Still, though, we’re stuck with the Wait and See problem. Me, Myself & I is mostly endearing, and it wins bonus points for adopting a structure you don’t see every day. But at the same time, the middle-aged and senior-citizen versions of Alex serve as human narrative markers, removing a certain amount of suspense from the story. We know more or less what’s going to happen to Alex after childhood, which means any ongoing viewer interest will come from our investment in the characters and actors, and our interest in finding out how things happened rather than wondering what will happen next. It’s not impossible to sustain a series governed by such parameters (Better Call Saul is currently doing a bang-up job on AMC), but it’s not easy, and there’s not much in this amiable single episode that made me want to keep coming back to check on the show’s progress.

Young Sheldon might face similar obstacles, but the fact that it’s derived from a long-running, Emmy-winning smash should goose it along in the ratings even if audiences don’t adore it right away. There are other insurance policies as well: Big Bang Theory star Jim Parsons narrates this series about his character’s 9-year-old self, à la The Wonder Years and (yes) Malcolm in the Middle. Following its preview-pilot broadcast on Monday night, the show will move to Thursdays as of November 2, in a timeslot immediately following the mothership series.

The biggest shock to the system is the show’s format: Like Me, Myself & I, this account of the boy genius Sheldon (Iain Armitage of Big Little Lies) enrolling in high school at age 9 is a laugh-track-free, movie-styled show. The second biggest shock is the tone: Although Young Sheldon was co-created by two Big Bang Theory bigwigs, creator Chuck Lorre and writer-producer Steven Molaro, this pilot, directed by Jon Favreau (The Jungle Book, Iron Man), often feels less like a typical CBS sitcom than like a scaled-down cousin of Friday Night Lights. There are few jokes to speak of, just situations that are funny or awkward — mostly awkward.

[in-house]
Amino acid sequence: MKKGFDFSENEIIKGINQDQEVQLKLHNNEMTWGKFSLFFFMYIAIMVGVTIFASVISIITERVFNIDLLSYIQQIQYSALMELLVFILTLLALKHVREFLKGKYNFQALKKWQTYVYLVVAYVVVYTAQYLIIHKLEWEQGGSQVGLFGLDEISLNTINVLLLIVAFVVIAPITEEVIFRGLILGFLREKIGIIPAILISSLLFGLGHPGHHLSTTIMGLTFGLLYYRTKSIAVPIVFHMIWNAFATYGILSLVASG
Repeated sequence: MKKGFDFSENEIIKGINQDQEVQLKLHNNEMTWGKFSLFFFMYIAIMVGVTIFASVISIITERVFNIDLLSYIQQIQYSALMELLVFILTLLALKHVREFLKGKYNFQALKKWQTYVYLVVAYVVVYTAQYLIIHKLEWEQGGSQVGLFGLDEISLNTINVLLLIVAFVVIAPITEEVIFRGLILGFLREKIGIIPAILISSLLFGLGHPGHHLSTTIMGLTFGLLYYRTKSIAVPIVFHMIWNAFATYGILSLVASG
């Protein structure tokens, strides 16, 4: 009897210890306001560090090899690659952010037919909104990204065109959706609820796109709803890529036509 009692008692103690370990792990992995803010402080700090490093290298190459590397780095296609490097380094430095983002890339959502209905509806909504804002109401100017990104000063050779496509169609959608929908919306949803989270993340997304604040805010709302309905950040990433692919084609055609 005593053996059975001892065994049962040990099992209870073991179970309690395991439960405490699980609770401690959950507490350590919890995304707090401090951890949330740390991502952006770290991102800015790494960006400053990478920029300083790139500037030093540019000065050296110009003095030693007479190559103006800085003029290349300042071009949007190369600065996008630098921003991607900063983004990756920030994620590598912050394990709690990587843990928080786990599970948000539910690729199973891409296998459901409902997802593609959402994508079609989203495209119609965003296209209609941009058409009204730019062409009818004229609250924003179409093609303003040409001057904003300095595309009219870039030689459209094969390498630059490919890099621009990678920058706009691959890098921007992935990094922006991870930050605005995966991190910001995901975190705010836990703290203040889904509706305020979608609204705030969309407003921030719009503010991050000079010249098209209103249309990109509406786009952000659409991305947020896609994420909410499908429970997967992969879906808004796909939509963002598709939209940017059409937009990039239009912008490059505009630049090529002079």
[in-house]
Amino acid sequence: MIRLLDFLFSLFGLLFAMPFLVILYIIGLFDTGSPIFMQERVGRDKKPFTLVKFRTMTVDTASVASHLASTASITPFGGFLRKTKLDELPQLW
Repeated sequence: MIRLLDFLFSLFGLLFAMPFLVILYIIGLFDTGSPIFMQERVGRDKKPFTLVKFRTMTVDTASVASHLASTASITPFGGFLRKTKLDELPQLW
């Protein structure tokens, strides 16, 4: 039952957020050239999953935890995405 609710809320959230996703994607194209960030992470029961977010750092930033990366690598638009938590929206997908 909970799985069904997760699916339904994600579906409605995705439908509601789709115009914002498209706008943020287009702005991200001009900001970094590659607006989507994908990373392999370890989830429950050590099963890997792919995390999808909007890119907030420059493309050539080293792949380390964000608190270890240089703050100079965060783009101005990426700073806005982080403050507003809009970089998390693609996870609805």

Also, speaking as a former Dallasite, this is a rare TV series set in Texas — specifically white middle-class east Texas — that goes to the trouble of getting the culture correct, down to the way characters pray, fight, and pronounce the phrase “tater tots.” (“It was dinners like this that led me to adopt a mid-Atlantic accent,” the narrator confesses, over a family supper scene.) The accents are spot-on and the lead performances are excellent, in particular Zoe Perry as the hero’s mom (a role played on the flagship series by Laurie Metcalf) and Lance Barber as his father George, a football coach who spends a lot of his time mediating the tension between Sheldon, his jock older brother George Jr. (Montana Jordan), and his twin sister Missy (Raegan Revord). Whether Big Bang fans will accept a project like this when it’s bundled alongside the original show is anyone’s guess. Another question mark is whether the writers can keep audiences invested in a series in which every major character is nice.

I can’t wholeheartedly endorse either of these shows, even though I mostly liked them, because CBS only made the pilots available. I’ve employed versions of this caveat a lot in recent reviews, and it sucks for the makers of new shows. But if a network isn’t going to give critics enough of a sample size to make a confident assessment, I’m not sure what else to say.

Young Sheldon and Me, Myself & I Are Likable Enough